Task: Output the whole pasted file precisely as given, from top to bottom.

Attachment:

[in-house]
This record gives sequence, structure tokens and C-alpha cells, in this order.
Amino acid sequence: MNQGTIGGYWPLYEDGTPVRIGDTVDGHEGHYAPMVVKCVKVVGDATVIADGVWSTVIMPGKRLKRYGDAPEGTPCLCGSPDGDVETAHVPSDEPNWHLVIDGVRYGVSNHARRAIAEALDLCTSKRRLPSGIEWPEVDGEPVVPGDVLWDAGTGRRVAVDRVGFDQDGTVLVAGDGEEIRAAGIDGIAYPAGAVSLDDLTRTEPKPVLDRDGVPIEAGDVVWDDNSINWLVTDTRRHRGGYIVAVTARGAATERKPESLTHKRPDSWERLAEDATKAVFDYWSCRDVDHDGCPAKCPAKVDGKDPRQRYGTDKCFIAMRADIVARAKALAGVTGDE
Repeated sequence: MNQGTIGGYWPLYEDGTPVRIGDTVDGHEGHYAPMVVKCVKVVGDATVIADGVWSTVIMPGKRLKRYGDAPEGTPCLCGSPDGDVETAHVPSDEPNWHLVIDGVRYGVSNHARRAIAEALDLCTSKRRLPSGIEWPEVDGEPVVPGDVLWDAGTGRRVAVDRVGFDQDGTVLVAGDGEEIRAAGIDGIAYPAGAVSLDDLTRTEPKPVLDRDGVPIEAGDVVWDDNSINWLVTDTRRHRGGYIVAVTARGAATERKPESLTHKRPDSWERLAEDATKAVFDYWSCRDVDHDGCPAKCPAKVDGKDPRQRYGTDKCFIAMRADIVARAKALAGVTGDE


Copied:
[in-house]
This record gives sequence, structure tokens and C-alpha cells, in this order.
Amino acid sequence: MNQGTIGGYWPLYEDGTPVRIGDTVDGHEGHYAPMVVKCVKVVGDATVIADGVWSTVIMPGKRLKRYGDAPEGTPCLCGSPDGDVETAHVPSDEPNWHLVIDGVRYGVSNHARRAIAEALDLCTSKRRLPSGIEWPEVDGEPVVPGDVLWDAGTGRRVAVDRVGFDQDGTVLVAGDGEEIRAAGIDGIAYPAGAVSLDDLTRTEPKPVLDRDGVPIEAGDVVWDDNSINWLVTDTRRHRGGYIVAVTARGAATERKPESLTHKRPDSWERLAEDATKAVFDYWSCRDVDHDGCPAKCPAKVDGKDPRQRYGTDKCFIAMRADIVARAKALAGVTGDE
Repeated sequence: MNQGTIGGYWPLYEDGTPVRIGDTVDGHEGHYAPMVVKCVKVVGDATVIADGVWSTVIMPGKRLKRYGDAPEGTPCLCGSPDGDVETAHVPSDEPNWHLVIDGVRYGVSNHARRAIAEALDLCTSKRRLPSGIEWPEVDGEPVVPGDVLWDAGTGRRVAVDRVGFDQDGTVLVAGDGEEIRAAGIDGIAYPAGAVSLDDLTRTEPKPVLDRDGVPIEAGDVVWDDNSINWLVTDTRRHRGGYIVAVTARGAATERKPESLTHKRPDSWERLAEDATKAVFDYWSCRDVDHDGCPAKCPAKVDGKDPRQRYGTDKCFIAMRADIVARAKALAGVTGDE